January 3, 2014
Introducing Esther the Wonder Pig!
By Ari Solomon
If you haven’t already, it’s time you meet Esther the Wonder Pig–our favorite new internet star! When Esther was adopted, her family was told she would only grow to be about 70 pounds. What they quickly found out was that Esther is actually a full-size pig just like the ones suffering on factory farms.
Within mere days of its creation, Esther’s Facebook page garnered thousands of likes (she can also be followed on Twitter and Instagram). Esther and her family are truly inspiring and reaching countless people with their message of compassion.
We were super excited to touch base with one of Esther’s dads, Steve, and ask him some questions about the new addition to the family.
MFA: What inspired you to invite a pig into your family?
It was a very unplanned thing. I got a call at about 9 p.m. on a Friday night from a girl who had brought Esther home to live with her family. I was told she wasn’t getting along with their dogs and needed to be re-homed ASAP. I said I’d think about taking Esther and get back to her but no sooner had I spoken with her than I received another call telling me someone else was interested. I had first “dibs” but needed to let this girl know straight away. The pressure was on and by 9 a.m. Saturday we had Esther.
It all happened before I really had time to process it and more importantly, tell Derek! We now had a pig in the family and I had a few hours to figure how I was going to break the news. It was an interesting day.
MFA: How quickly did you learn that Esther wasn’t going to remain little? What was your initial reaction to the fact that Esther would grow to be hundreds of pounds instead of just 70?
It was on our first vet visit. He had immediately raised concerns about Esther’s tail. He noted that it had been cropped, which is very rare in pet pigs but a practice seen in factory farming. He also noticed her ears weren’t notched or clipped at all, which led him to believe she may have been the runt of a litter. He said most times the runts are just killed off so she may have been snuck off by a farmhand thinking they could make a quick buck. She was still pretty small but the wheels were definitely turning in our heads.
We tried to reach out to the girl we got her from but she dodged our questions and ultimately faded away without telling us anything. From then on it became a waiting and guessing game. We both panicked at first and asked ourselves the typical questions one asks when presented with this type of scenario: “How can we possibly keep her?” “What’s the town going to say?” It was a very stressful few months while we came to grips with the situation we were facing. We had already fallen in love with her so giving her up was not an option.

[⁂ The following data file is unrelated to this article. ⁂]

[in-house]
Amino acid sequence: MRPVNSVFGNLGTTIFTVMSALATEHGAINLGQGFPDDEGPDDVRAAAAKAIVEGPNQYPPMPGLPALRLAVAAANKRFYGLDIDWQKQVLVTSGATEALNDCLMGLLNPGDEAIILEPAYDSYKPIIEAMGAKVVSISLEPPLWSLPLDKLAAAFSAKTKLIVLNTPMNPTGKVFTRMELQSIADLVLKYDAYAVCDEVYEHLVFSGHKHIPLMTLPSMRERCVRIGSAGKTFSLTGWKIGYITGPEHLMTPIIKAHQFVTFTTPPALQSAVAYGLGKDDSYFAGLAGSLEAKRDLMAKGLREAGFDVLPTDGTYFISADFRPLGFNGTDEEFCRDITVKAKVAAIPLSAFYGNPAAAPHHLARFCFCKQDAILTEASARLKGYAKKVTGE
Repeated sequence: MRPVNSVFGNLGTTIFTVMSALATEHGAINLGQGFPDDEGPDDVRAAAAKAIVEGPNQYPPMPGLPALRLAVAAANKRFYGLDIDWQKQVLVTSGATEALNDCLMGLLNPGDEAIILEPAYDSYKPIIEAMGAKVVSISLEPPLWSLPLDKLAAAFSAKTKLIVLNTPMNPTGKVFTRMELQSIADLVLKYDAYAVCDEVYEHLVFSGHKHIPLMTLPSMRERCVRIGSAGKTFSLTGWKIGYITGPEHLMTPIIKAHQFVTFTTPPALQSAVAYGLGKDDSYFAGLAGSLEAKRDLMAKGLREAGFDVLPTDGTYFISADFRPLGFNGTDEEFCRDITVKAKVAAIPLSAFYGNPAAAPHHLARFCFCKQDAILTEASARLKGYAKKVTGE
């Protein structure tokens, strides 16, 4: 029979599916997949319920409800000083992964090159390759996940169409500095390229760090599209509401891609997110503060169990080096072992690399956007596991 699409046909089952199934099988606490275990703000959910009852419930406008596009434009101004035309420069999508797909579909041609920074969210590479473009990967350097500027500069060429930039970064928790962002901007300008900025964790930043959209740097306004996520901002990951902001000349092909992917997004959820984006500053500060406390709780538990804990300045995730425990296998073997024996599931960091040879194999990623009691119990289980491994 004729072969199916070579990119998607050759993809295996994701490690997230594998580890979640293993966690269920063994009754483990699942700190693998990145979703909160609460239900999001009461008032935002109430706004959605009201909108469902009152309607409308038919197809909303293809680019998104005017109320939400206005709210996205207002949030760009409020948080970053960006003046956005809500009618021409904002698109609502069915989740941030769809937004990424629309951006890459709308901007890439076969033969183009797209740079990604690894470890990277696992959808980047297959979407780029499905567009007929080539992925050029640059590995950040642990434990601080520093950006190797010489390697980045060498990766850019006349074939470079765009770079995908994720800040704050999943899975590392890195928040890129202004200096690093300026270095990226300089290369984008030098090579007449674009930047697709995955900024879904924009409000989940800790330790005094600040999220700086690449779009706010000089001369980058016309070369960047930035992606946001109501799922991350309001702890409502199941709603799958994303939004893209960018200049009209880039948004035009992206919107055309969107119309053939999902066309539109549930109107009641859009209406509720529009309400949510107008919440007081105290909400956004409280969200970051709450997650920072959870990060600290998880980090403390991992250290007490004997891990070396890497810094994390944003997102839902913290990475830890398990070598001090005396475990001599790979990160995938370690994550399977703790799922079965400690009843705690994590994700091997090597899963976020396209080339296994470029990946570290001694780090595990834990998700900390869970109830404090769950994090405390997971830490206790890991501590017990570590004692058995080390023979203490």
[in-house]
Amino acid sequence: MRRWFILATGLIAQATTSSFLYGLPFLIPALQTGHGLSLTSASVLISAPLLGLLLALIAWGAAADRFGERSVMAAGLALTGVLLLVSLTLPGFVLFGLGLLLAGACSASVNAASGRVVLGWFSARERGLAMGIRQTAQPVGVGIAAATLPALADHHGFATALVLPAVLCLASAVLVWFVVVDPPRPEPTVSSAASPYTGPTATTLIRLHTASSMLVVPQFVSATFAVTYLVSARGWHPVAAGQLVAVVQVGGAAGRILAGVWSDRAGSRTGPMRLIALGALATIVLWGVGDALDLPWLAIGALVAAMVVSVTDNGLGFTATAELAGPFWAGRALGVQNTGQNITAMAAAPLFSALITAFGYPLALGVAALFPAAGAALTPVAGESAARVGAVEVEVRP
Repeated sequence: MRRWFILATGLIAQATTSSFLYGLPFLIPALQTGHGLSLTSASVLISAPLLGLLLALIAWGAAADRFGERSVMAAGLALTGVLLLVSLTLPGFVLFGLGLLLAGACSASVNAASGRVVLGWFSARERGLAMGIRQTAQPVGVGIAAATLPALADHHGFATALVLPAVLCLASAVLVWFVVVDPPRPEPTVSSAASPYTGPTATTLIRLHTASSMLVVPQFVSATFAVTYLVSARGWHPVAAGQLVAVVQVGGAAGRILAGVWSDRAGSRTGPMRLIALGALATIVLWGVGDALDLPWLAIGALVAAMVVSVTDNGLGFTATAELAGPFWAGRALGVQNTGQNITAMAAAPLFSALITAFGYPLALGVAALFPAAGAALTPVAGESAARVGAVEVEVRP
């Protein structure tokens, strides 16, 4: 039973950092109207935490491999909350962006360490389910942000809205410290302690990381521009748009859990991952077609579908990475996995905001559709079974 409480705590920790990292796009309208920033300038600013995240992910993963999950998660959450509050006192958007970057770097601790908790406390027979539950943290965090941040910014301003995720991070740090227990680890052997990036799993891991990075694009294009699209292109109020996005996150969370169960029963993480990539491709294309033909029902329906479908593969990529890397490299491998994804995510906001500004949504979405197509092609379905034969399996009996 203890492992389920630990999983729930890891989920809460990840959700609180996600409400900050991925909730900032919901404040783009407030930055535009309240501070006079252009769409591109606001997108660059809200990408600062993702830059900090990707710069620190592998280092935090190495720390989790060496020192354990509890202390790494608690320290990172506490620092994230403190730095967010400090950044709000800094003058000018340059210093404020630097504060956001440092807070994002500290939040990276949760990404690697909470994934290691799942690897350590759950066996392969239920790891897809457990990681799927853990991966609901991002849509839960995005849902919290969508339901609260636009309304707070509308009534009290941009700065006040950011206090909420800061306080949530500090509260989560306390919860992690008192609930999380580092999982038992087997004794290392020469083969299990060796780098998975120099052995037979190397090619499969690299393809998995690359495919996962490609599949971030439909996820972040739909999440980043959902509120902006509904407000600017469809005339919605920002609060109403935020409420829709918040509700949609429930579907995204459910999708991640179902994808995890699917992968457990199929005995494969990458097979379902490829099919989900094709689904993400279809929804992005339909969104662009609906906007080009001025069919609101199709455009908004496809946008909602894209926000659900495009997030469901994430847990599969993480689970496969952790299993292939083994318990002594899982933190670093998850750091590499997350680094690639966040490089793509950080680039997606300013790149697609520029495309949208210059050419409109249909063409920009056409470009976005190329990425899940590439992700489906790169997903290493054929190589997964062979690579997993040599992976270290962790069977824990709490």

MFA: Can you tell us how living with Esther has changed your eating habits? Were you vegetarian/vegan before living with Esther?
We were not vegetarian or vegan before Esther. Once she came home we immediately gave up bacon. We weren’t big “pork” eaters anyway but bacon was a staple for sure. It was only a day or two before we made that connection and stopped the bacon altogether. We also watched a few documentaries and actually started paying attention to how factory farms work.
We began to see Esther’s personality and intelligence and couldn’t stop thinking about what she would be like in those farms. Every day Esther became more and more like our dogs. She was learning tricks and settling into our family, and with each day we would be more and more emotional as we watched these documentaries and read the articles. We just had to stop, and haven’t been able to watch those types of videos since. It’s just too hard to separate them from Esther. She’s all we see.
MFA: How does Esther get along with her “siblings”?
Esther and the dogs get along great. We have the odd minor dispute over a bed or occasional dinner bowl, but for the most part Esther knows the rules and boundaries. She rarely pushes the dogs and the majority of the time they get along really well.
Shelby (the bigger one) cuddles with Esther a lot more than Reuben. He just “tolerates” her but never really plays or wrestles. She has learned whose food is whose and keeps her distance while they eat. She has a definite place in the pack and she knows it. Shelby is kingpin while Reuben and Esther do their thing in the background.
MFA: Our “Why Love One but Eat the Other?” campaign features a picture of a puppy and piglet side-by-side. Can you further speak to how Esther is similar/different from your dogs?